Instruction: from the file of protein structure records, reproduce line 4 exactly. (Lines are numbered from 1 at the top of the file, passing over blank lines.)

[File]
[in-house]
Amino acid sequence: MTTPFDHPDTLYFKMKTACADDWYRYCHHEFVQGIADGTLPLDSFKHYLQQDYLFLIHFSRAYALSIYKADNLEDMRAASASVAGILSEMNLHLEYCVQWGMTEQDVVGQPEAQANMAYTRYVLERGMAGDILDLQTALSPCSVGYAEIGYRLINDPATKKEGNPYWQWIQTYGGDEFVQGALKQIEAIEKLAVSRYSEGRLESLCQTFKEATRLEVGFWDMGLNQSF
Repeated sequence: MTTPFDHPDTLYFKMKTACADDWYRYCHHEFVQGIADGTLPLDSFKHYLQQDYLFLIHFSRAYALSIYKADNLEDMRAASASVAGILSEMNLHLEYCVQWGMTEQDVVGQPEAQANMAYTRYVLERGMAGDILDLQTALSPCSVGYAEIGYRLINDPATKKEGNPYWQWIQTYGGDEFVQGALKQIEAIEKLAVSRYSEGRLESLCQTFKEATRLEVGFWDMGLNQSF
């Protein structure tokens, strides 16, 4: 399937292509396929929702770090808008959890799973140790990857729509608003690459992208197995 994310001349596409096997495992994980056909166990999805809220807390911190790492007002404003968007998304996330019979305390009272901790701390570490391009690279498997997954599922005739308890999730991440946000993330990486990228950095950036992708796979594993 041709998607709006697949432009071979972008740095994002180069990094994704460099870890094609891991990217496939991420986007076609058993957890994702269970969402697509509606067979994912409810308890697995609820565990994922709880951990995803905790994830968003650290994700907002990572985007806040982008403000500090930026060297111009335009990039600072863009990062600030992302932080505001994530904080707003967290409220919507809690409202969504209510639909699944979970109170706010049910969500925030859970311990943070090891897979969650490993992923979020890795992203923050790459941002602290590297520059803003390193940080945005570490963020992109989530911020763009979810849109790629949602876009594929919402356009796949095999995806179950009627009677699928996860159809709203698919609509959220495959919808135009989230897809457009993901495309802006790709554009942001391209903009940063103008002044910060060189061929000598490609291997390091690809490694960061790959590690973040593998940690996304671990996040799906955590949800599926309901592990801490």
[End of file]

């Protein structure tokens, strides 16, 4: 399937292509396929929702770090808008959890799973140790990857729509608003690459992208197995 994310001349596409096997495992994980056909166990999805809220807390911190790492007002404003968007998304996330019979305390009272901790701390570490391009690279498997997954599922005739308890999730991440946000993330990486990228950095950036992708796979594993 041709998607709006697949432009071979972008740095994002180069990094994704460099870890094609891991990217496939991420986007076609058993957890994702269970969402697509509606067979994912409810308890697995609820565990994922709880951990995803905790994830968003650290994700907002990572985007806040982008403000500090930026060297111009335009990039600072863009990062600030992302932080505001994530904080707003967290409220919507809690409202969504209510639909699944979970109170706010049910969500925030859970311990943070090891897979969650490993992923979020890795992203923050790459941002602290590297520059803003390193940080945005570490963020992109989530911020763009979810849109790629949602876009594929919402356009796949095999995806179950009627009677699928996860159809709203698919609509959220495959919808135009989230897809457009993901495309802006790709554009942001391209903009940063103008002044910060060189061929000598490609291997390091690809490694960061790959590690973040593998940690996304671990996040799906955590949800599926309901592990801490």